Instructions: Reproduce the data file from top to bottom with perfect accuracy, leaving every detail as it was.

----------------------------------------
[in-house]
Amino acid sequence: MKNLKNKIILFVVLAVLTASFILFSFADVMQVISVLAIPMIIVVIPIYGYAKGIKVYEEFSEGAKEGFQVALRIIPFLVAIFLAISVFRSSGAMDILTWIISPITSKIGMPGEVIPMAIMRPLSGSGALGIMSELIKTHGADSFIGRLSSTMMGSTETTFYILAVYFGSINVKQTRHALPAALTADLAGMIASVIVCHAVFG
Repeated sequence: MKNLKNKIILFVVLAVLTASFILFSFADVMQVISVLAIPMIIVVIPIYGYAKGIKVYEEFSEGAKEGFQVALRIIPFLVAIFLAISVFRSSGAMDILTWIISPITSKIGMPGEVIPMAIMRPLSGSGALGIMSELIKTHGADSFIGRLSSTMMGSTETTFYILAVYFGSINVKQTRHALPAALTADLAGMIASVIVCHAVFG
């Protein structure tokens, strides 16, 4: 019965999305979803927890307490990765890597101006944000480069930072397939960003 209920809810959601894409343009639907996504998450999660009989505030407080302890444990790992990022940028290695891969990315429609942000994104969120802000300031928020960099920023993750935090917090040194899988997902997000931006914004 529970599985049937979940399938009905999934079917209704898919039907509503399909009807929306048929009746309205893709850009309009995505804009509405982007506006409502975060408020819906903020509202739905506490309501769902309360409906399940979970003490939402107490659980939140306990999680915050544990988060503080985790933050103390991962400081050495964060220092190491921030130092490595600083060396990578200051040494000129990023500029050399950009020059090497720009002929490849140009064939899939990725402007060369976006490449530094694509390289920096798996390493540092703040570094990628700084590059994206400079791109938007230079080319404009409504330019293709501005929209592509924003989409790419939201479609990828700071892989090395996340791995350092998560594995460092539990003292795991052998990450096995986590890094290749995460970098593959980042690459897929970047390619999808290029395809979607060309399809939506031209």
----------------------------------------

[in-house]
Amino acid sequence: MKNLKNKIILFVVLAVLTASFILFSFADVMQVISVLAIPMIIVVIPIYGYAKGIKVYEEFSEGAKEGFQVALRIIPFLVAIFLAISVFRSSGAMDILTWIISPITSKIGMPGEVIPMAIMRPLSGSGALGIMSELIKTHGADSFIGRLSSTMMGSTETTFYILAVYFGSINVKQTRHALPAALTADLAGMIASVIVCHAVFG
Repeated sequence: MKNLKNKIILFVVLAVLTASFILFSFADVMQVISVLAIPMIIVVIPIYGYAKGIKVYEEFSEGAKEGFQVALRIIPFLVAIFLAISVFRSSGAMDILTWIISPITSKIGMPGEVIPMAIMRPLSGSGALGIMSELIKTHGADSFIGRLSSTMMGSTETTFYILAVYFGSINVKQTRHALPAALTADLAGMIASVIVCHAVFG
């Protein structure tokens, strides 16, 4: 019965999305979803927890307490990765890597101006944000480069930072397939960003 209920809810959601894409343009639907996504998450999660009989505030407080302890444990790992990022940028290695891969990315429609942000994104969120802000300031928020960099920023993750935090917090040194899988997902997000931006914004 529970599985049937979940399938009905999934079917209704898919039907509503399909009807929306048929009746309205893709850009309009995505804009509405982007506006409502975060408020819906903020509202739905506490309501769902309360409906399940979970003490939402107490659980939140306990999680915050544990988060503080985790933050103390991962400081050495964060220092190491921030130092490595600083060396990578200051040494000129990023500029050399950009020059090497720009002929490849140009064939899939990725402007060369976006490449530094694509390289920096798996390493540092703040570094990628700084590059994206400079791109938007230079080319404009409504330019293709501005929209592509924003989409790419939201479609990828700071892989090395996340791995350092998560594995460092539990003292795991052998990450096995986590890094290749995460970098593959980042690459897929970047390619999808290029395809979607060309399809939506031209």